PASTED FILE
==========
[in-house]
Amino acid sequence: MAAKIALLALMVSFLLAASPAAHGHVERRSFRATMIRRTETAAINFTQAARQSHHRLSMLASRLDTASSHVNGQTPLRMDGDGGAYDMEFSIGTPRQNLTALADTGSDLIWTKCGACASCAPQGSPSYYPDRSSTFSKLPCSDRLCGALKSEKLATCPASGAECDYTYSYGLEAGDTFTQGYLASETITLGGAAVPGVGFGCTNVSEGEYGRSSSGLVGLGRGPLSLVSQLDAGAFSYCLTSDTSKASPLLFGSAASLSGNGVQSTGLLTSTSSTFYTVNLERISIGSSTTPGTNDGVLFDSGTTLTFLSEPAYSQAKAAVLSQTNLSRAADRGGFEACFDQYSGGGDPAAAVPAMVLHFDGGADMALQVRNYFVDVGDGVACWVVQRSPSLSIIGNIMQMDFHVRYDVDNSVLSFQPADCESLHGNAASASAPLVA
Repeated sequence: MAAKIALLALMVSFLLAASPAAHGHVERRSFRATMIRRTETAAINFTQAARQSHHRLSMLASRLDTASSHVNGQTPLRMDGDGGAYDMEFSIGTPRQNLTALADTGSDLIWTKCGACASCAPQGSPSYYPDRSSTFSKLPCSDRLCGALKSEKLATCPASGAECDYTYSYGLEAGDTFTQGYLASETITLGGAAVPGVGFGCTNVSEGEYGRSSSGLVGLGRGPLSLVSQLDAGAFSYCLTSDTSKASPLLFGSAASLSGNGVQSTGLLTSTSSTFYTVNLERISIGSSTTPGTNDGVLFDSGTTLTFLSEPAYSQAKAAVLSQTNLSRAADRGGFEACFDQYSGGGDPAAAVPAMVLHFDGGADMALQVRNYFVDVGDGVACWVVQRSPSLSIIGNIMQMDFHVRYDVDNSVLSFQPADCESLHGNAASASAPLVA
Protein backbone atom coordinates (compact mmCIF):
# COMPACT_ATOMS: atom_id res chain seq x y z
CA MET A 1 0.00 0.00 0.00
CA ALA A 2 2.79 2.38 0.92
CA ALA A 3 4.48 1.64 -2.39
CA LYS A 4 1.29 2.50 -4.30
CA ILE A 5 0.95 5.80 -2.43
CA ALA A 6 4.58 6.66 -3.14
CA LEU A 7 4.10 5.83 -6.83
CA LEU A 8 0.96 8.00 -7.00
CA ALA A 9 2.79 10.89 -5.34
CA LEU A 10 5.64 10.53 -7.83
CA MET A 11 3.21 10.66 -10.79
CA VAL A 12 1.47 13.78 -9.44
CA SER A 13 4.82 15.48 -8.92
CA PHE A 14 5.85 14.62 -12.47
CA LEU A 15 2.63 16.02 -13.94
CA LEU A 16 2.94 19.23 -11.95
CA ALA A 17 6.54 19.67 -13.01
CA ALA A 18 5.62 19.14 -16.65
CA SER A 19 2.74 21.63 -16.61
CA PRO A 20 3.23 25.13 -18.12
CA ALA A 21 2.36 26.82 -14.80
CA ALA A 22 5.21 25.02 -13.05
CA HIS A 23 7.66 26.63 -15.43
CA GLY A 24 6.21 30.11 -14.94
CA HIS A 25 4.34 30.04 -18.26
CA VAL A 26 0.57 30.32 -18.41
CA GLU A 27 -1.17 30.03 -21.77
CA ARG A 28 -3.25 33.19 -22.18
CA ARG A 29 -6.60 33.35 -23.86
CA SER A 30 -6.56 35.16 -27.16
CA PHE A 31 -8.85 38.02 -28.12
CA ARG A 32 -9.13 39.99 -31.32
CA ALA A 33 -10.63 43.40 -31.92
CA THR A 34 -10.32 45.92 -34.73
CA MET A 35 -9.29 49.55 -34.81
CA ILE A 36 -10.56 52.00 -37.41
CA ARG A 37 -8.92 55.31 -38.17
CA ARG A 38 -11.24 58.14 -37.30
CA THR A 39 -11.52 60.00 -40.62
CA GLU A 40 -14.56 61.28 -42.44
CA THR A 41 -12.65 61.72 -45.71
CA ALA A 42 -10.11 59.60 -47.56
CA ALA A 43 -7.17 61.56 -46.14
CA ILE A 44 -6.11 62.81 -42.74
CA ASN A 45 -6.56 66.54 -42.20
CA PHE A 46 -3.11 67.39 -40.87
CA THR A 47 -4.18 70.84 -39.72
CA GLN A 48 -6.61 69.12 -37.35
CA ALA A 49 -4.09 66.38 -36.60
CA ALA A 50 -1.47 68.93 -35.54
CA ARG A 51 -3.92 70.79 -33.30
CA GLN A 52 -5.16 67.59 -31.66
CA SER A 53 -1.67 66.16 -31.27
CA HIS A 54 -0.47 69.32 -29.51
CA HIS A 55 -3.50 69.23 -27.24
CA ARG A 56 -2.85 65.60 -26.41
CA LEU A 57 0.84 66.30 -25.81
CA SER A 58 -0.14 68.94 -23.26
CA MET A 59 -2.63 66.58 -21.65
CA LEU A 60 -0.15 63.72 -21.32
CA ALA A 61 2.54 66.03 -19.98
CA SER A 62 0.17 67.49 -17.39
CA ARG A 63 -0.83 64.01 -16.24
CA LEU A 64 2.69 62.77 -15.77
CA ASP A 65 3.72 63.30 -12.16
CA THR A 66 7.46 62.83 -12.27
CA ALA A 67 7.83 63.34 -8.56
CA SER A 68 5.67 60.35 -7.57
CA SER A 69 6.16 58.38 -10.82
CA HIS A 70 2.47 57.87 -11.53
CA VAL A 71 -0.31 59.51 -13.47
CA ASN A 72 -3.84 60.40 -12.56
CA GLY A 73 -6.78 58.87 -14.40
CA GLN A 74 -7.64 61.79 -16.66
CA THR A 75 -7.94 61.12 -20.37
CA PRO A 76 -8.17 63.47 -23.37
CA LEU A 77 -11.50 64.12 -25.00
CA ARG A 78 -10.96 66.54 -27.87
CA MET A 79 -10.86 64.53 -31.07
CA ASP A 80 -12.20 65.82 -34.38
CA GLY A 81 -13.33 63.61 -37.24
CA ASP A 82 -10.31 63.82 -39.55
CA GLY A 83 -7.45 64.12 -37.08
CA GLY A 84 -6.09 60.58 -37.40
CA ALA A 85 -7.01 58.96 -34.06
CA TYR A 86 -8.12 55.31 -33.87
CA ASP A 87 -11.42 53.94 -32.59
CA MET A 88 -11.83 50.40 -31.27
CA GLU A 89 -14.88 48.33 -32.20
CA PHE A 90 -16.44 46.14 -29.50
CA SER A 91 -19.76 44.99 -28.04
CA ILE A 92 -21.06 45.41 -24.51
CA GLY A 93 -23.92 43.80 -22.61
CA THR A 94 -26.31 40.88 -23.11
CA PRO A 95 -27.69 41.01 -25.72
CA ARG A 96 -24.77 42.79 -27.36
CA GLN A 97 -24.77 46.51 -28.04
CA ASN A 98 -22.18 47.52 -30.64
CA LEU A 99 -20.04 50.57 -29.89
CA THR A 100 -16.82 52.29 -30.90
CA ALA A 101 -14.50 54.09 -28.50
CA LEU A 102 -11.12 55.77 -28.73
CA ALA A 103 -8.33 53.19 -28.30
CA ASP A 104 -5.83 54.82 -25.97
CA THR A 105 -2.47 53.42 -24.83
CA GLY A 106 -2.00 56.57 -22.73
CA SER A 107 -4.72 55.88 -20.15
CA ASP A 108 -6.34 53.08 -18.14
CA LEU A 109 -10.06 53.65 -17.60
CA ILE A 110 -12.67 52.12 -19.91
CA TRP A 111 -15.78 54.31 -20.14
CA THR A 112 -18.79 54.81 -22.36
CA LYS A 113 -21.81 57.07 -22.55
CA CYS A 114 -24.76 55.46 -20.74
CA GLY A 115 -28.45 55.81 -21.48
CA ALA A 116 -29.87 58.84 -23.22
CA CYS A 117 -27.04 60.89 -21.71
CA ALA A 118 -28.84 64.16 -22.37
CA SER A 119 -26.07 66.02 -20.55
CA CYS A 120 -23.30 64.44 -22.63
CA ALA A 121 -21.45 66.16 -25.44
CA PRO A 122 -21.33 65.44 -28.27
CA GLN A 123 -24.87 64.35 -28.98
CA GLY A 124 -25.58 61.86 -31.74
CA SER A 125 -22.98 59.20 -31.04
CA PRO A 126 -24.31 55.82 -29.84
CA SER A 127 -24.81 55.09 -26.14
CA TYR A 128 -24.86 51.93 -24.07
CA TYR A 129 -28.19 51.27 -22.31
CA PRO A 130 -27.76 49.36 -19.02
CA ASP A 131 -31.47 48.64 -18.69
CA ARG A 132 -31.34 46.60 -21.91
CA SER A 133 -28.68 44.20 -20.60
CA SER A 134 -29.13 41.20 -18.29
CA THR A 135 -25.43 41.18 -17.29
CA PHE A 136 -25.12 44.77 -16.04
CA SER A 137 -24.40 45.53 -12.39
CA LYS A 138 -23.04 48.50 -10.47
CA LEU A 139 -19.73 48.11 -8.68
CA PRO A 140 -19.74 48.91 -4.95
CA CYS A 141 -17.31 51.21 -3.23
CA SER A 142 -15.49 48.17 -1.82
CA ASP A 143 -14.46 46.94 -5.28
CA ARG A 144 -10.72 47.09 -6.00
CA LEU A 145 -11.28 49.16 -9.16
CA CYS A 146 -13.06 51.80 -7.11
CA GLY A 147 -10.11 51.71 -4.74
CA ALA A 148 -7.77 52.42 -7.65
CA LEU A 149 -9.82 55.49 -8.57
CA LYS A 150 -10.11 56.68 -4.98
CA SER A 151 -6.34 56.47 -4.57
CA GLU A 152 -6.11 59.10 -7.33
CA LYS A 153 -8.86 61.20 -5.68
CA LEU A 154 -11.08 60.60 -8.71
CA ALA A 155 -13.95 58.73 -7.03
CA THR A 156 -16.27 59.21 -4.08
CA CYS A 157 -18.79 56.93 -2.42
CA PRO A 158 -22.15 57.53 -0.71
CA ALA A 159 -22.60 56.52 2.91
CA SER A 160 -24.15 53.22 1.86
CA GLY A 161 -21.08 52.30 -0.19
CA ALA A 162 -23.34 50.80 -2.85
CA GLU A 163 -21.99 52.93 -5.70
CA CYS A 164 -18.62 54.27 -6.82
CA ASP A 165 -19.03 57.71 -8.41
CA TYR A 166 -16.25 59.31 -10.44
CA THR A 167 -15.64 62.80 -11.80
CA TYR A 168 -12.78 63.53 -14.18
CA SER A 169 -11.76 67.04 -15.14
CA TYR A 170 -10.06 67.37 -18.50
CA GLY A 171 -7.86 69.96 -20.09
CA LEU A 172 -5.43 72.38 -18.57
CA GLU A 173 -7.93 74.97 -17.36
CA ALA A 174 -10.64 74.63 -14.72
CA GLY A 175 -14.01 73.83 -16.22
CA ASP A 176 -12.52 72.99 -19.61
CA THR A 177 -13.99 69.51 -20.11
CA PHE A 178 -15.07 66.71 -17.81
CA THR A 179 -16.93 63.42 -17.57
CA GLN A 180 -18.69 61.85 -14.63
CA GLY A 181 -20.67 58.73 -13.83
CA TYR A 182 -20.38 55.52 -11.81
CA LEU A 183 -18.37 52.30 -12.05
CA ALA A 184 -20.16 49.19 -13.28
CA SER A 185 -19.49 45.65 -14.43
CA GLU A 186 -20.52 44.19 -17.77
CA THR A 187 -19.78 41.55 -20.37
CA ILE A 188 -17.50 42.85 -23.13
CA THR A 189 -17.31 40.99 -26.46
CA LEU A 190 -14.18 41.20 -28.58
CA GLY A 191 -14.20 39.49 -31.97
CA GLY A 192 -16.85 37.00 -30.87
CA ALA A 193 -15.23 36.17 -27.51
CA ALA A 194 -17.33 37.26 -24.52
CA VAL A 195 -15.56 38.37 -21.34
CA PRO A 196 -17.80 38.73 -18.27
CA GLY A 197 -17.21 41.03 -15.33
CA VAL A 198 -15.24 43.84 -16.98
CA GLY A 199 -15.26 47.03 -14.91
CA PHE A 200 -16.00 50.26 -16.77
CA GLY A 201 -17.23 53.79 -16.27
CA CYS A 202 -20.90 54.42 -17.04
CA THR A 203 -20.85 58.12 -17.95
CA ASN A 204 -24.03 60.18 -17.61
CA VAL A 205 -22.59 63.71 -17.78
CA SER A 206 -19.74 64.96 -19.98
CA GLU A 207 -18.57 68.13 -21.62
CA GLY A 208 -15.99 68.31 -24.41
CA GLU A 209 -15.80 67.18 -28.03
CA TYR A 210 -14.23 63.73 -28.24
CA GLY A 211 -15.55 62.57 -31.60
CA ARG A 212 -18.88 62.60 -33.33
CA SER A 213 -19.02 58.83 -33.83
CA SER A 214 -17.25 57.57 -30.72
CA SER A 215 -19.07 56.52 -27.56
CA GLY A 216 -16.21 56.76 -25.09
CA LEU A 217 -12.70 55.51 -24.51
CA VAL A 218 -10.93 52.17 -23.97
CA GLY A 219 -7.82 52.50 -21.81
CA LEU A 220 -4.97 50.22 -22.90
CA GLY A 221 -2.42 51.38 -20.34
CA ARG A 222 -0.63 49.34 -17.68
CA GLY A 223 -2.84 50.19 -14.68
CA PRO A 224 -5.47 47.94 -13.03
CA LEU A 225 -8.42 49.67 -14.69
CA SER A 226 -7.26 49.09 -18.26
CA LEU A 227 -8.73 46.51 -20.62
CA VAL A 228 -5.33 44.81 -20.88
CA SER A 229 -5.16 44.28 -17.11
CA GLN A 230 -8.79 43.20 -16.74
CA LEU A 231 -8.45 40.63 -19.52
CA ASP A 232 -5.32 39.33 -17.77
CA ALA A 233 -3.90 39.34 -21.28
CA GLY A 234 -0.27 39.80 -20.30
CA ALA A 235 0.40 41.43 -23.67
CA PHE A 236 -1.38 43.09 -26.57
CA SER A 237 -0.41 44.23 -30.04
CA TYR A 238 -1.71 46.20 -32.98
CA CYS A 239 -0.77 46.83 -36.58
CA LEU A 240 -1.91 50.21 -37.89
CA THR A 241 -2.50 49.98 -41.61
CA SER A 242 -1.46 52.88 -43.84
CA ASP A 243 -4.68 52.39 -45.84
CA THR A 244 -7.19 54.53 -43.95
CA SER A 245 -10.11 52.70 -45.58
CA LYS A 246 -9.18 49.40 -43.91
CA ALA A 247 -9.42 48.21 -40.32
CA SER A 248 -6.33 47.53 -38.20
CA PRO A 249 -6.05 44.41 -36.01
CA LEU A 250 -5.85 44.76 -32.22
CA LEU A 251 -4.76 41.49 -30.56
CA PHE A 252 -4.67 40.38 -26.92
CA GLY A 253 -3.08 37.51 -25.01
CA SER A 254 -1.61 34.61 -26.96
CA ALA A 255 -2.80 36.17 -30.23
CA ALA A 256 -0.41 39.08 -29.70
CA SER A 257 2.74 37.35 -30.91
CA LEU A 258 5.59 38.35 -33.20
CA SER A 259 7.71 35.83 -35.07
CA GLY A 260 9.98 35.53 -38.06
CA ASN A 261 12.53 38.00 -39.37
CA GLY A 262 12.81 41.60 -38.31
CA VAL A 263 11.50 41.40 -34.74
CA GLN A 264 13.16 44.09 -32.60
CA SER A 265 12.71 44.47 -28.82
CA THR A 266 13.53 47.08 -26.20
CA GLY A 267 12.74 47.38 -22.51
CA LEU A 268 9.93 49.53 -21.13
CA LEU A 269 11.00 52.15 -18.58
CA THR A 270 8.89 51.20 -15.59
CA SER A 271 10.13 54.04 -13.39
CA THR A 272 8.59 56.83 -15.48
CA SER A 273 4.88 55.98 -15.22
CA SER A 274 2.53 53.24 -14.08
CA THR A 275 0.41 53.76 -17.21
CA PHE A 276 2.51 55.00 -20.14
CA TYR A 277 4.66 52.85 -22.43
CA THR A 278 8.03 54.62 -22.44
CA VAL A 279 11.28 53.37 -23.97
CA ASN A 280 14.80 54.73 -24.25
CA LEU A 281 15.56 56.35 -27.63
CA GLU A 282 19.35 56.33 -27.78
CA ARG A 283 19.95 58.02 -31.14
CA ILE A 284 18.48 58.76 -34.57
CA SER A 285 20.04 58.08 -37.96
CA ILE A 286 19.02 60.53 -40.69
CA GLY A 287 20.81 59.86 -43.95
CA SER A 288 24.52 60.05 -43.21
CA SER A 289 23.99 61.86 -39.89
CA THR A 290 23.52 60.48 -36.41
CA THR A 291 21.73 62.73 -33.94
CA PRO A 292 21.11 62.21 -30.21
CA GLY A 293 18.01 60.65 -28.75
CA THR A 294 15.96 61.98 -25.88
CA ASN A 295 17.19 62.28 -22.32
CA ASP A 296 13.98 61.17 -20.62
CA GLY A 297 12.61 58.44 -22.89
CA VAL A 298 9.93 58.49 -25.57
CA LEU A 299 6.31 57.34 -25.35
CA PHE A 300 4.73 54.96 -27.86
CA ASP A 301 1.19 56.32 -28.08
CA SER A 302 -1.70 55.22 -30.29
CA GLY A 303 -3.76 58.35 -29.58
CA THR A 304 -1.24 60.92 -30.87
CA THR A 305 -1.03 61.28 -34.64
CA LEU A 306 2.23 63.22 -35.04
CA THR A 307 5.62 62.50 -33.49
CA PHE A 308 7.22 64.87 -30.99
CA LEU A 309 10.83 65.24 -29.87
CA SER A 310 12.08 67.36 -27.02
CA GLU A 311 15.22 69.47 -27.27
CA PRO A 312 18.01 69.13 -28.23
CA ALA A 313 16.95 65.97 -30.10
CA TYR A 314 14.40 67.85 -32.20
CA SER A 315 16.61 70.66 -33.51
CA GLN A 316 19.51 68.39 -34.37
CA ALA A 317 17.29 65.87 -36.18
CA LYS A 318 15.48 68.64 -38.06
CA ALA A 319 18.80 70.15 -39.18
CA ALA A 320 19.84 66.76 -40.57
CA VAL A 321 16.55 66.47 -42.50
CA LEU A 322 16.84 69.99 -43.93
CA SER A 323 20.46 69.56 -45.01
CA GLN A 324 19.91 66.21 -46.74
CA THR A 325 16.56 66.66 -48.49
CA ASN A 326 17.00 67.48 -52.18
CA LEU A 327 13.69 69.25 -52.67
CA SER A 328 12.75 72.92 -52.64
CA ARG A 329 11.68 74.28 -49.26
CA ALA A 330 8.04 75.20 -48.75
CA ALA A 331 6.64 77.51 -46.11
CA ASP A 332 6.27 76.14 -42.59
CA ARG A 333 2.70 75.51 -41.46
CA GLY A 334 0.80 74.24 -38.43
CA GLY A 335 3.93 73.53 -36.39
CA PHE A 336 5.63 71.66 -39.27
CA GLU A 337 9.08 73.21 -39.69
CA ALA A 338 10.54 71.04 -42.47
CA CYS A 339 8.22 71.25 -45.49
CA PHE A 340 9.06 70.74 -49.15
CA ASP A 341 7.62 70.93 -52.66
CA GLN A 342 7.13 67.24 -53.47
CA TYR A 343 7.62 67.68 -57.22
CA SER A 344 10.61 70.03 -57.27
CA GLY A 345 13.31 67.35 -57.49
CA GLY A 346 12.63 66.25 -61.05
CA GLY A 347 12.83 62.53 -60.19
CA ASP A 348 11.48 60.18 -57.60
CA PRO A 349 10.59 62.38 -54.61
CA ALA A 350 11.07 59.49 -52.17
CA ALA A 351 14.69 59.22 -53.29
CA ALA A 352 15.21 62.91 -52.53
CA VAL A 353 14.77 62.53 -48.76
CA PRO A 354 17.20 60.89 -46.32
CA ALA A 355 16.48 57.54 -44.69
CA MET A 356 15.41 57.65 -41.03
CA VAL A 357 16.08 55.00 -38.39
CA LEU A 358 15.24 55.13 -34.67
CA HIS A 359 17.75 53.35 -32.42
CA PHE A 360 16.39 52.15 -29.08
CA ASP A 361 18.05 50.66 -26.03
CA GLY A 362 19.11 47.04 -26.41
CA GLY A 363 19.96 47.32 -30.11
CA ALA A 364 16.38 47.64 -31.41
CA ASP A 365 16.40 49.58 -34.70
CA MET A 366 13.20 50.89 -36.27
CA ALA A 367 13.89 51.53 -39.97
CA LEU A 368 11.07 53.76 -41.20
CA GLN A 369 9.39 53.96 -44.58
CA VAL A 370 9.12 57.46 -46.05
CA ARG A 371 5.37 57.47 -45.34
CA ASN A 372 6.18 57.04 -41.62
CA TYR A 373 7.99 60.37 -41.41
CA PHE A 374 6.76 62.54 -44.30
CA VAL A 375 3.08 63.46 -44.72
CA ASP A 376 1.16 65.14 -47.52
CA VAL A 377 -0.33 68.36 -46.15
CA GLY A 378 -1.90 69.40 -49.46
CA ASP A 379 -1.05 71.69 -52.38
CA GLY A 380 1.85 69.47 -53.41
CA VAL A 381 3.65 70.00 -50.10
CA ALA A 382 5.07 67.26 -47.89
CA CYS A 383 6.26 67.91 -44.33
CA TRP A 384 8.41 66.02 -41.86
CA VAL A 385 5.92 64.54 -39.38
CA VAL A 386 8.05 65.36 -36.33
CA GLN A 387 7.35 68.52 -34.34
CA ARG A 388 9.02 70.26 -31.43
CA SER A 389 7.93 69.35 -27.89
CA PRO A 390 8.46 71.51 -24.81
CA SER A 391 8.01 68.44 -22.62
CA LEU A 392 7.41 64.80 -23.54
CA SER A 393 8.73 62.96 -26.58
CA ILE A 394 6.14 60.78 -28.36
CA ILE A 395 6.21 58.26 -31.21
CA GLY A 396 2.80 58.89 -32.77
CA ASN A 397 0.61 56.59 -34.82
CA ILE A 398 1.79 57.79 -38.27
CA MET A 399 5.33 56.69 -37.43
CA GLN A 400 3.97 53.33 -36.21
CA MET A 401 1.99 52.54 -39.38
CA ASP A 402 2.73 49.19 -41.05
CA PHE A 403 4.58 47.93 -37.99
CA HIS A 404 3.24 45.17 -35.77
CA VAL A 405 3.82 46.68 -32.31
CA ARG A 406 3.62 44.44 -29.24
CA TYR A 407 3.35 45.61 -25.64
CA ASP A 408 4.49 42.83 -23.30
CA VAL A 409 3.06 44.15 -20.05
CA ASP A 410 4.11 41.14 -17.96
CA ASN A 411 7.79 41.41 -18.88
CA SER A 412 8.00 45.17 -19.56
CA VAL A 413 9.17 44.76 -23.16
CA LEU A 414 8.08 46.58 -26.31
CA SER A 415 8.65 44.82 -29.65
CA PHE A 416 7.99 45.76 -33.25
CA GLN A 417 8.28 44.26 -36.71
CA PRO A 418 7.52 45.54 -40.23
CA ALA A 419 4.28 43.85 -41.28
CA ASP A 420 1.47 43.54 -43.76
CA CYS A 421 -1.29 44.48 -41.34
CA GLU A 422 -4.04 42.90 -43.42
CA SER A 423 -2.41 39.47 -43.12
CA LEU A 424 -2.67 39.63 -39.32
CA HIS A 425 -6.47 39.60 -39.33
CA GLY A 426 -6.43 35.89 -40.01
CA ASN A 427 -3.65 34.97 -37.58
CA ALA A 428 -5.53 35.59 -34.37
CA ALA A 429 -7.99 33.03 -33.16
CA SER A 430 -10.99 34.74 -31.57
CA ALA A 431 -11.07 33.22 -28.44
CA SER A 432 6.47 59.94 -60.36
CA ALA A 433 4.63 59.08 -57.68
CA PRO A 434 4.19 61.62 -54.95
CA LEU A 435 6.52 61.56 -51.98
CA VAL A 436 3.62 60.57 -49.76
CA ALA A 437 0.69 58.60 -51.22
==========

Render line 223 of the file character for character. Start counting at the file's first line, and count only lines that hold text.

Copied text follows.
CA VAL A 218 -10.93 52.17 -23.97